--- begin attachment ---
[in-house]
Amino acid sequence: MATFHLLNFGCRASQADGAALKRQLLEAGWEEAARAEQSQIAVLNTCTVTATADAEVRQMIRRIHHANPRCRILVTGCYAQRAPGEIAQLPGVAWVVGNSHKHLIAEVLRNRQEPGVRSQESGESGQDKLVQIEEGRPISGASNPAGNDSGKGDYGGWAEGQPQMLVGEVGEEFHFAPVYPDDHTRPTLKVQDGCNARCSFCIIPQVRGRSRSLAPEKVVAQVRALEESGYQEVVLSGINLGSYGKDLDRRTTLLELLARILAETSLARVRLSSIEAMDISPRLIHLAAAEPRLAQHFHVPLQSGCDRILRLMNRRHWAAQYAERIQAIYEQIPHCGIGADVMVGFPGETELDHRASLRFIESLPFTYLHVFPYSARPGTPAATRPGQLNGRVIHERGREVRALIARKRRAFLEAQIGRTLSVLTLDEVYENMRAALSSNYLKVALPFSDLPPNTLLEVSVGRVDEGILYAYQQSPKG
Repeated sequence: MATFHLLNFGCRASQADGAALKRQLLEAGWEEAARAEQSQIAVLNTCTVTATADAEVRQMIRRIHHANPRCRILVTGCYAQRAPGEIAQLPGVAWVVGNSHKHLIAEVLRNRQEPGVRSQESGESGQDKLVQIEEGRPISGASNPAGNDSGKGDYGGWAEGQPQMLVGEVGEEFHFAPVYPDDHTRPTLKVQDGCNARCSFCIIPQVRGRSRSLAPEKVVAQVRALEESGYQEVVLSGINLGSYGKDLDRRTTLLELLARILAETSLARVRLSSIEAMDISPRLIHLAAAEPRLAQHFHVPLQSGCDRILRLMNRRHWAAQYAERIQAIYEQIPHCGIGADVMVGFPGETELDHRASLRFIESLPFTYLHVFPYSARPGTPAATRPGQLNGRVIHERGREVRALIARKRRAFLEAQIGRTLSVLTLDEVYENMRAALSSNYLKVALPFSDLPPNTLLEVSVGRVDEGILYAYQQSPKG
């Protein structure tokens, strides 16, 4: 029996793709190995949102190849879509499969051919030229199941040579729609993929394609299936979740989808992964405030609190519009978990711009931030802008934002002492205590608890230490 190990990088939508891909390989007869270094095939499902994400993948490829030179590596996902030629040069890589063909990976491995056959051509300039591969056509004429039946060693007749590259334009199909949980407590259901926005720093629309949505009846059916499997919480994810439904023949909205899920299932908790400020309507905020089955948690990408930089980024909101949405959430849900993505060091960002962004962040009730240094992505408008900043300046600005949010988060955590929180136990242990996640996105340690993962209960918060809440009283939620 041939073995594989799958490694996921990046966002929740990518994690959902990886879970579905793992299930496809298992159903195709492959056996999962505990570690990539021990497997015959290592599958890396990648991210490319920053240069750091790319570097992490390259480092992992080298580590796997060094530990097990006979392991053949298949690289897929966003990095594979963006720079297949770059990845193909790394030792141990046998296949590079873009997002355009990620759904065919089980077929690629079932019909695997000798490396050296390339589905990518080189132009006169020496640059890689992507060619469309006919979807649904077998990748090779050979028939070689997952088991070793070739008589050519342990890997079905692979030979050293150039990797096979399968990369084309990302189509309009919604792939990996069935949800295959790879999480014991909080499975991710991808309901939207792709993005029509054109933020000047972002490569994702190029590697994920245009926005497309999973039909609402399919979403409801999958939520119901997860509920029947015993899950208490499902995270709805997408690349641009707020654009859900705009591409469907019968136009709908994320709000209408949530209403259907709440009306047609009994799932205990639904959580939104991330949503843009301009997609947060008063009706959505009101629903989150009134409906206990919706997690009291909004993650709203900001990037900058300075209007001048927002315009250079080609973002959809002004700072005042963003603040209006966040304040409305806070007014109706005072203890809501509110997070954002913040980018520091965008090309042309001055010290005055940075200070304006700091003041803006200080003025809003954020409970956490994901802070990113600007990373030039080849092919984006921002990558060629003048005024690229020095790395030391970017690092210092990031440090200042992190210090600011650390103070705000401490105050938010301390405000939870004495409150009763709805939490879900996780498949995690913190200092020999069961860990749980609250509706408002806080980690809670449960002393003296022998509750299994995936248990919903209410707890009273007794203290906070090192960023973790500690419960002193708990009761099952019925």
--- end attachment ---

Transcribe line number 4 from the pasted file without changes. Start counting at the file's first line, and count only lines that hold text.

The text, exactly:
């Protein structure tokens, strides 16, 4: 029996793709190995949102190849879509499969051919030229199941040579729609993929394609299936979740989808992964405030609190519009978990711009931030802008934002002492205590608890230490 190990990088939508891909390989007869270094095939499902994400993948490829030179590596996902030629040069890589063909990976491995056959051509300039591969056509004429039946060693007749590259334009199909949980407590259901926005720093629309949505009846059916499997919480994810439904023949909205899920299932908790400020309507905020089955948690990408930089980024909101949405959430849900993505060091960002962004962040009730240094992505408008900043300046600005949010988060955590929180136990242990996640996105340690993962209960918060809440009283939620 041939073995594989799958490694996921990046966002929740990518994690959902990886879970579905793992299930496809298992159903195709492959056996999962505990570690990539021990497997015959290592599958890396990648991210490319920053240069750091790319570097992490390259480092992992080298580590796997060094530990097990006979392991053949298949690289897929966003990095594979963006720079297949770059990845193909790394030792141990046998296949590079873009997002355009990620759904065919089980077929690629079932019909695997000798490396050296390339589905990518080189132009006169020496640059890689992507060619469309006919979807649904077998990748090779050979028939070689997952088991070793070739008589050519342990890997079905692979030979050293150039990797096979399968990369084309990302189509309009919604792939990996069935949800295959790879999480014991909080499975991710991808309901939207792709993005029509054109933020000047972002490569994702190029590697994920245009926005497309999973039909609402399919979403409801999958939520119901997860509920029947015993899950208490499902995270709805997408690349641009707020654009859900705009591409469907019968136009709908994320709000209408949530209403259907709440009306047609009994799932205990639904959580939104991330949503843009301009997609947060008063009706959505009101629903989150009134409906206990919706997690009291909004993650709203900001990037900058300075209007001048927002315009250079080609973002959809002004700072005042963003603040209006966040304040409305806070007014109706005072203890809501509110997070954002913040980018520091965008090309042309001055010290005055940075200070304006700091003041803006200080003025809003954020409970956490994901802070990113600007990373030039080849092919984006921002990558060629003048005024690229020095790395030391970017690092210092990031440090200042992190210090600011650390103070705000401490105050938010301390405000939870004495409150009763709805939490879900996780498949995690913190200092020999069961860990749980609250509706408002806080980690809670449960002393003296022998509750299994995936248990919903209410707890009273007794203290906070090192960023973790500690419960002193708990009761099952019925």